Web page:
So raise your glasses to The Prids: we're luckier than they know to have them, and "...Until The World Is Beautiful" is the strongest proof of that yet.
The Dresden Dolls, "Yes Virginia"
This sophomore release may not have the immediate kidney-punch impact of their eponymous debut, but knowing how to listen to the Boston Weimar freaks this time around yields new levels of enjoyment. Oh sure, they can still establish teen angst tension instantaneously with a quick minor trill, but we know what to listen for now: the songs. And a good batch this is: honest, funny, driving, and not married to their aesthetic to a fault.
Once your ear's trained to pick up on Amanda Palmer's double-entendres and general dirty wordplay, the cabaret shtick becomes merely a feint for pragmatic, domestic tales of alcoholism, masturbation, and e-mail checking, rather than the actual substance of what the Dolls are doing. In this way, "Yes, Virginia" has much more in common with Geoff Berner's klezmer-krazed front for beer-hall wrist-tippers than, say, the oblique pantomime symbolism of Cinema Strange. Bukowski, not Baudelaire. This isn't to sell the theatrical elements of the Dresden Dolls short: while it's not on the album proper, one has to give credit to any band that appends a bonus track called "Lonesome Organist Rapes Page Turner" for the import market.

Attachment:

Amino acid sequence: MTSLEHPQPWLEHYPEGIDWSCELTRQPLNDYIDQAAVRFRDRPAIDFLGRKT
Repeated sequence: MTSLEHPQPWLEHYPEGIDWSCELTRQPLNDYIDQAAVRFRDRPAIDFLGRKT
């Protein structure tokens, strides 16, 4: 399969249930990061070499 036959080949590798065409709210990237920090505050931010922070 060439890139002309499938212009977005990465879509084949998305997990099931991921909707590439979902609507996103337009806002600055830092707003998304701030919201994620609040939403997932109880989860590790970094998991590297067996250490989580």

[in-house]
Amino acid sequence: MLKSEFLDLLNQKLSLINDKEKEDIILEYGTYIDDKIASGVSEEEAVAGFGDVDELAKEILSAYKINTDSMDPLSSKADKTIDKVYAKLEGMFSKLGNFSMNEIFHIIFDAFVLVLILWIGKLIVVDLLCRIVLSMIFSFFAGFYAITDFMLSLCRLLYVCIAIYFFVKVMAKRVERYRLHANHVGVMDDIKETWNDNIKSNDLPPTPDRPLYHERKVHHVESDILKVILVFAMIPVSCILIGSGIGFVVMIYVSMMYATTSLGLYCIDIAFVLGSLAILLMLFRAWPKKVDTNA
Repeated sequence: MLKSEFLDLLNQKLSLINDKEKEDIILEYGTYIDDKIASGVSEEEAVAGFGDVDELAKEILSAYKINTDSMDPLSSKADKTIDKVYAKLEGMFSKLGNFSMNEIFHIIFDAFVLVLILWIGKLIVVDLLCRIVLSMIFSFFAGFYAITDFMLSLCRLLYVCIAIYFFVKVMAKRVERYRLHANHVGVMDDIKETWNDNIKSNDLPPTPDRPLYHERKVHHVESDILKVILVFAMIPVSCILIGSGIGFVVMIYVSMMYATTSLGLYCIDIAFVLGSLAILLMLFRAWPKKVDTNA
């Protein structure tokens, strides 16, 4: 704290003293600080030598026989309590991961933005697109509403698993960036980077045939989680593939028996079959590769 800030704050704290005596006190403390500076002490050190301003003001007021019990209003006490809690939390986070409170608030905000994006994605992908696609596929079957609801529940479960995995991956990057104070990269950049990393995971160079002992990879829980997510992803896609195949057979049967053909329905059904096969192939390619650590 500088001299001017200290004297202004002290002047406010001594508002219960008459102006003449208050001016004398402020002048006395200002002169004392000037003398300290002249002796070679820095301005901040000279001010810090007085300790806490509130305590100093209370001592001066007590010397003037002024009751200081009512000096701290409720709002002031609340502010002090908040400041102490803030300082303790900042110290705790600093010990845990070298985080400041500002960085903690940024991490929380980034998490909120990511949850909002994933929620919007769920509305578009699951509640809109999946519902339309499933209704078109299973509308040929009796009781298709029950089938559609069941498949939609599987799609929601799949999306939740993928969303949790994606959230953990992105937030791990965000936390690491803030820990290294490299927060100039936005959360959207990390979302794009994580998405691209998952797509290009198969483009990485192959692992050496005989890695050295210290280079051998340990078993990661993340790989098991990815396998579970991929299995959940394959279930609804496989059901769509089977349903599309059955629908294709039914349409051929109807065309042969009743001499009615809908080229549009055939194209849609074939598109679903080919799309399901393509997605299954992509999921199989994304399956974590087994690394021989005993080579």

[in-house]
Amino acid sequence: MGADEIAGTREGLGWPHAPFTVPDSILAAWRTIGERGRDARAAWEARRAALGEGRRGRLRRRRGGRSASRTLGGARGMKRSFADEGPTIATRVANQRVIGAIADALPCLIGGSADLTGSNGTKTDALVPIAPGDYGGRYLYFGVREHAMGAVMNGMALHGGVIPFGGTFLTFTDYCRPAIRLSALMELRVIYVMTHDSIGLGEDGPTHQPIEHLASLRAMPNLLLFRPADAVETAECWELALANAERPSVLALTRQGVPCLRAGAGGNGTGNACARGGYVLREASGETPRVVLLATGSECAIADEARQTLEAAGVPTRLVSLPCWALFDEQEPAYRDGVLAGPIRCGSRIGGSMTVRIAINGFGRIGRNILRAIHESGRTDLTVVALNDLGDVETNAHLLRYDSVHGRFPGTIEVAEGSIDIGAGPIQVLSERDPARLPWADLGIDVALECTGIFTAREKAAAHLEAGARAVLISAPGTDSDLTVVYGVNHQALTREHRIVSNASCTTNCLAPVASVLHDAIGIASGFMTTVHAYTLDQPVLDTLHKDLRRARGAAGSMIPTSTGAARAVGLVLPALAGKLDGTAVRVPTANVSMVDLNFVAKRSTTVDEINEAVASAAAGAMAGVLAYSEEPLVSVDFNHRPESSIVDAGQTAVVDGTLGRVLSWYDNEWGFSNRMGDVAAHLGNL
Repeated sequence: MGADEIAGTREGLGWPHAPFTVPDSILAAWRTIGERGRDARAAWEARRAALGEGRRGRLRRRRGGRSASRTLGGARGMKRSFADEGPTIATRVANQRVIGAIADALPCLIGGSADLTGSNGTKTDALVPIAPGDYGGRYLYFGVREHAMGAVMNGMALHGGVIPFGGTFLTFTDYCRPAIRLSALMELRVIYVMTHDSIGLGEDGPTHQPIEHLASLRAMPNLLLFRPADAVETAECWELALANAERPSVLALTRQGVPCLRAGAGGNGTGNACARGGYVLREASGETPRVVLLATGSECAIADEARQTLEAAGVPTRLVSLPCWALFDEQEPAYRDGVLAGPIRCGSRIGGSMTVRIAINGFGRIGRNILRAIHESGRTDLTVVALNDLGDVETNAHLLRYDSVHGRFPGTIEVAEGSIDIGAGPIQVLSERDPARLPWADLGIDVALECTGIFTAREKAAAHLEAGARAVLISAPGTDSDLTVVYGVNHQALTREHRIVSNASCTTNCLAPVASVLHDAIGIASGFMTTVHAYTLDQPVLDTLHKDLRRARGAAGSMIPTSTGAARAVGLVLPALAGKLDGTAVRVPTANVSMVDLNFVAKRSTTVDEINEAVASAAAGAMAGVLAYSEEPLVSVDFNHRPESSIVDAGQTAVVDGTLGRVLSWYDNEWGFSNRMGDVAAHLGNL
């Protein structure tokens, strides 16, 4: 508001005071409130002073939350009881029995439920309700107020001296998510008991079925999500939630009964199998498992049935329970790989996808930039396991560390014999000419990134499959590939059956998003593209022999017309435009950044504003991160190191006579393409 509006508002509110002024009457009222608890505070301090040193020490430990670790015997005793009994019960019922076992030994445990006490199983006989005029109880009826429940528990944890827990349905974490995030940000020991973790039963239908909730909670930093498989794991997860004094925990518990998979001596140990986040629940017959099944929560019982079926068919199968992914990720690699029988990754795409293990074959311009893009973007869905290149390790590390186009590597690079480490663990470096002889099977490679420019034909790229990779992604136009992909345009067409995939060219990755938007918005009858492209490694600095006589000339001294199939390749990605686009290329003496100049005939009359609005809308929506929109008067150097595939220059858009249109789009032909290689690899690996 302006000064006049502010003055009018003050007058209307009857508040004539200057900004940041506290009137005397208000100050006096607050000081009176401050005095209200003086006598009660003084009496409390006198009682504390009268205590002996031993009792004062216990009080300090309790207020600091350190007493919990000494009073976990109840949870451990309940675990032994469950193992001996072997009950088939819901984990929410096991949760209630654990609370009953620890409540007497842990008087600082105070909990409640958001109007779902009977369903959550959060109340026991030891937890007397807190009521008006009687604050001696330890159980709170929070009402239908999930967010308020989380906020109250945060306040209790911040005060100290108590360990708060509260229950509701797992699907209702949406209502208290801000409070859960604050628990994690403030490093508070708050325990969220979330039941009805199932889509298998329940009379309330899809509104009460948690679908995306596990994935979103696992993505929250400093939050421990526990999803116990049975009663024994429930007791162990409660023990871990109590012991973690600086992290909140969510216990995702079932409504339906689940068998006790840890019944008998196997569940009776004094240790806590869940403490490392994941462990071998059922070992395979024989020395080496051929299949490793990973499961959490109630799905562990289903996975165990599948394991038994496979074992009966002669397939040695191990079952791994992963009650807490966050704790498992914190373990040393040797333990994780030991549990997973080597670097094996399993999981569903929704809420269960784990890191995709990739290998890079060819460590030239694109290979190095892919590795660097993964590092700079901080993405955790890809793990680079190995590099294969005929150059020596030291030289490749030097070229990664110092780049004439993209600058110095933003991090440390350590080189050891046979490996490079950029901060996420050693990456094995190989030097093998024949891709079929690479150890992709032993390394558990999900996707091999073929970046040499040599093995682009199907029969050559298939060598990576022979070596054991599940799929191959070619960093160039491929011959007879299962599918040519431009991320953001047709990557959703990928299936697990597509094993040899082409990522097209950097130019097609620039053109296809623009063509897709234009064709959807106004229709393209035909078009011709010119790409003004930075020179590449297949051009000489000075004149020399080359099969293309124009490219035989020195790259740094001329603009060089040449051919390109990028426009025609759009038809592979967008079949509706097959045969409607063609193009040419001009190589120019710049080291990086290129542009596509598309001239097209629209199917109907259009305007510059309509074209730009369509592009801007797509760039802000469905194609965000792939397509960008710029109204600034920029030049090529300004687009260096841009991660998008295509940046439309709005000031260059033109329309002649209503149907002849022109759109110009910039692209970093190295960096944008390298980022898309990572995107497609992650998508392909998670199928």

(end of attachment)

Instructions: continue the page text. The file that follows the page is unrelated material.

The last time the Dolls came through town tickets were in the $70 range as they were in the opening slot for the downright execrable Panic At The Disco (no, I'm not gonna play their punctuation reindeer games). While I was pissed at having to miss them, the chance that at least some of the kids at the shows would hear something different, something the radio wasn't giving them, was heartening. As I write a girl or boy with smudgy makeup and misapplied nail polish is no doubt strumming their way through a post-Cobain anthem like "Sing" at a suburban coffee shop for an audience made up of kids from the smoke pit.
Welle: Erdball, "Chaos Total"